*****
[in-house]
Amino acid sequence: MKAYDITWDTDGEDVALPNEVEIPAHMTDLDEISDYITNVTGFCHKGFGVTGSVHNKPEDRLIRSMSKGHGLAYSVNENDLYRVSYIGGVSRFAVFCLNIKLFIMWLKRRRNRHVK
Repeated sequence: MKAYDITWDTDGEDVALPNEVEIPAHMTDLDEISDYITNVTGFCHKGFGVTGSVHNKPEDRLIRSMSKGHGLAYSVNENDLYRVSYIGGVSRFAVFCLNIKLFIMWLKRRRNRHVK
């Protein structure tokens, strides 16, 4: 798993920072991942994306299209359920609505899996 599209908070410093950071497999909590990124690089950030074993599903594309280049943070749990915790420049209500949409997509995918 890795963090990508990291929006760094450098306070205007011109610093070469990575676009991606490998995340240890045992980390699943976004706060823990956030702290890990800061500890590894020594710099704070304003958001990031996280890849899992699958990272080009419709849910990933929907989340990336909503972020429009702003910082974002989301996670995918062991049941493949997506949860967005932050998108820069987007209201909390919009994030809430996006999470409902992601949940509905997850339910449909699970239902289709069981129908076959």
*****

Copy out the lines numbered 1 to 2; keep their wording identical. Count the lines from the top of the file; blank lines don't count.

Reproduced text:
[in-house]
Amino acid sequence: MKAYDITWDTDGEDVALPNEVEIPAHMTDLDEISDYITNVTGFCHKGFGVTGSVHNKPEDRLIRSMSKGHGLAYSVNENDLYRVSYIGGVSRFAVFCLNIKLFIMWLKRRRNRHVK